For more than half of THE EIGHTH DAY there are only occasional references to (undisclosed) secret experiments by scientists at "Very Small Systems" in Silicon Valley. As in the first paragraph of this review, there are horrible deaths, a bit of real(?) history and religion, some irrelevant science (maybe), a dark mystery, and, don't say I didn't warn you, some explicit "nesting." And a few good plot surprises. But after reading over two hundred pages I don't yet know if THE EIGHTH DAY is science fiction, fantasy or "thriller." Then . . .
Finally! The hero learns about the goings-on at the VSS laboratory. Since that comes so far into the book, I won't reveal what it's all about other than to note it is a current subject in science and technology publications. Will VSS succeed? Or will it create a monster? But John Case has tricked the reader (that is, me).
In the end, the hero's scientist friend must help him overcome the billionaire's devices. Otherwise the hero will never regain the fair maiden's hand. Will the plan succeed? And is THE EIGHTH DAY science fiction after all??? [-tlr]
THE MAGDALENE SISTERS (film review by Mark R. Leeper)
CAPSULE: This may be an authentic expose of conditions for penitents in convents, but really comes off like a women's prison film. What makes this film different from some is that it is no fictional imagining though the frequency of the outrages may be exaggerated. This film is made more meaningful after the various sex scandals in the Catholic Church that have occurred since the film was produced. Rating: 6 (0 to 10), high +1 (-4 to +4)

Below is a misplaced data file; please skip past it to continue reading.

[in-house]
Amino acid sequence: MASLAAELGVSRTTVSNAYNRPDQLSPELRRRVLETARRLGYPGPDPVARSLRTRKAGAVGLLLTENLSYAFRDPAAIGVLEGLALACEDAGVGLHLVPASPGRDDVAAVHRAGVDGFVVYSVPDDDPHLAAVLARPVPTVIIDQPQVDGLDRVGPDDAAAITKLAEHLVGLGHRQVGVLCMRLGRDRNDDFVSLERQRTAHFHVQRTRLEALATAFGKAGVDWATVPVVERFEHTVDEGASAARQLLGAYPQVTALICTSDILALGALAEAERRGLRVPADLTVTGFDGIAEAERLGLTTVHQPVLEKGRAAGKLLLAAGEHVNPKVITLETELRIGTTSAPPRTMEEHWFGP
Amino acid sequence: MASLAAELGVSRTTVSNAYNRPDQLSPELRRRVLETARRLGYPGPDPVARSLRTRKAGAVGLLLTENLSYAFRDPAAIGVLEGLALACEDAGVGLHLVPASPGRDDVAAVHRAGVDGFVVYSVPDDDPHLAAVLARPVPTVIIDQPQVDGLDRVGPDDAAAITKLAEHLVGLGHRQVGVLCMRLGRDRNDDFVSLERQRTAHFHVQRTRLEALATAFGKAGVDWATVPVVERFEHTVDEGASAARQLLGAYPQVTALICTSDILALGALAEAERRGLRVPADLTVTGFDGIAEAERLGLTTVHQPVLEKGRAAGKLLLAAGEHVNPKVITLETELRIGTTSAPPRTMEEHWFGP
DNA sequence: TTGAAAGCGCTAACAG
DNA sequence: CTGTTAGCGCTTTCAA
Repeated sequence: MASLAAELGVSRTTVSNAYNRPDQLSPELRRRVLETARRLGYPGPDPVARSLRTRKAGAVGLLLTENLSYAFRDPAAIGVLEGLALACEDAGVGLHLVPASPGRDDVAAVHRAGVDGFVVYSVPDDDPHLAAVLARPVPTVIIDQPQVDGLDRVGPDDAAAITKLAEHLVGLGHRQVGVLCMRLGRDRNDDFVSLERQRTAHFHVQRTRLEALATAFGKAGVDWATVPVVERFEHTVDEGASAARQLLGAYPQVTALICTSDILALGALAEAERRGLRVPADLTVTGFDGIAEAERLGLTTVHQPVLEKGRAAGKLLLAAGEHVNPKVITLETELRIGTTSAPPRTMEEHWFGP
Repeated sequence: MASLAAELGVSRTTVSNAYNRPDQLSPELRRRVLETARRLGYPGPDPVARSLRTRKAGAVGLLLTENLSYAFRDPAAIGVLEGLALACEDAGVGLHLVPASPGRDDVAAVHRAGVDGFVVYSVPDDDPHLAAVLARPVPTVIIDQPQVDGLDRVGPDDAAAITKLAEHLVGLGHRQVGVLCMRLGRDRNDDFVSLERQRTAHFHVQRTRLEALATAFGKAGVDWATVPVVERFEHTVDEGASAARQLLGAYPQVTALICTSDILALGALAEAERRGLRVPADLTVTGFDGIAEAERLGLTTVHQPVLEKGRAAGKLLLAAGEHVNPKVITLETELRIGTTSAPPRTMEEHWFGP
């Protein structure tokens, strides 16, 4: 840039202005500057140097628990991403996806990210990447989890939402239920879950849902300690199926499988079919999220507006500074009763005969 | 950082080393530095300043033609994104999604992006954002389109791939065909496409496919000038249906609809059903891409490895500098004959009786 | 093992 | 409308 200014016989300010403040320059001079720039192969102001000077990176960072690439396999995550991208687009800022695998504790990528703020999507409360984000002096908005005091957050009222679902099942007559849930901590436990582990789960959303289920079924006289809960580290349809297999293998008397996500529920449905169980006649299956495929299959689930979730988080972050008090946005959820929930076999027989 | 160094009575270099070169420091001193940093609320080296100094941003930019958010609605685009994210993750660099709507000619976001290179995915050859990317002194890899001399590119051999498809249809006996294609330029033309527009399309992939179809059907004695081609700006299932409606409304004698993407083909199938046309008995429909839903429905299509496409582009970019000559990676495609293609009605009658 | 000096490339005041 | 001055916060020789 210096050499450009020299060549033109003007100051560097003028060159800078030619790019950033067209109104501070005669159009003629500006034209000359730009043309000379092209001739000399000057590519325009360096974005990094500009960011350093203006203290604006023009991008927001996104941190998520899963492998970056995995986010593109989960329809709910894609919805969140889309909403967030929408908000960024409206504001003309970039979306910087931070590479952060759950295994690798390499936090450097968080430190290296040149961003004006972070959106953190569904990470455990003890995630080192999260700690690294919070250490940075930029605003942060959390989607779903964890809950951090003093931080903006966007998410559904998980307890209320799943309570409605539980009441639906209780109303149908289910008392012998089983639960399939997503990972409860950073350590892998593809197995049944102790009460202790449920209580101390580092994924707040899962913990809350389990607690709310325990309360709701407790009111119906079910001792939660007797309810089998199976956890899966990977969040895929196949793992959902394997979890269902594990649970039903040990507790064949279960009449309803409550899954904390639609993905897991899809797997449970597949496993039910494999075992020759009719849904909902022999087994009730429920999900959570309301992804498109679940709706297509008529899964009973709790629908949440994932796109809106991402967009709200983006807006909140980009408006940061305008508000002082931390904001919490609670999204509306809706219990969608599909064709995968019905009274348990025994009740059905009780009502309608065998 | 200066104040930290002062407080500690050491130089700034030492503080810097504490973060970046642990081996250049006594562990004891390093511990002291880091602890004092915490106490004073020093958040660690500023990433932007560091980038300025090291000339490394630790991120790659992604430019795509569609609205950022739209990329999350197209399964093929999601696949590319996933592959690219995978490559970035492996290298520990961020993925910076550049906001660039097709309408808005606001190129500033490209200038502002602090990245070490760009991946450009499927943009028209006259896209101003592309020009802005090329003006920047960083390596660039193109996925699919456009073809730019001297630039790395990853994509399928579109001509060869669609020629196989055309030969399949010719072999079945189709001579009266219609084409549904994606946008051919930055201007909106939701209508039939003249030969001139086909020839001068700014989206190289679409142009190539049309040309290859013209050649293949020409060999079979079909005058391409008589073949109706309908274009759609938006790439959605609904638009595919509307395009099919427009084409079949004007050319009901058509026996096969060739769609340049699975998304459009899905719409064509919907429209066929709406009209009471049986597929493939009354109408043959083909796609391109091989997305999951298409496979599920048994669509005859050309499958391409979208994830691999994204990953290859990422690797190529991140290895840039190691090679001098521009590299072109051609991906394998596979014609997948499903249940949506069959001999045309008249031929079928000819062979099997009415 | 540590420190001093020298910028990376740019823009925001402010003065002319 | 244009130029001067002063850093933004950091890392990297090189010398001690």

THE MAGDALENE SISTERS won this year's top prize at the Venice film festival and the Volkswagen Discovery award at Toronto. Still, I find it to be in some ways hackneyed. Writer/director Peter Mullan claims that though the names have been changed to protect the innocent, everything we see in this film actually happened. Of course, it makes a stronger and perhaps distorted statement to have all these horrors happen to a small number of women over a short period of time. Nevertheless, it really is damning that they occurred at all.
This is a film is about life in a convent, but it is no THE BELLS OF ST. MARY'S. The young women committed by their families to the Magdalene convents are essentially imprisoned without trial. They are totally subject to the will and apparently non-existent mercy of the nuns. Mullan suggests that the system is a corrupt and sadistic as any prison system anywhere.
Margaret (Anne-Marie Duff) was raped at a wedding by her own cousin. Bernadette (Nora-Jane Noone) was attractive and was getting too much attention from the boys. Rose (Dorothy Duffy) was an unwed mother. None of these women in their late teens was criminal, but each was sent by her family or warders to the convent as penitents. There they seem to be part of a Dickens story where they are cruelly and brutally mishandled by repressed and hateful nuns. They are subject to beatings and abuse. They are essentially slaves with all choices taken from them. In one scene there is lesbian abuse. Even the local priests sexually abuse them with impunity.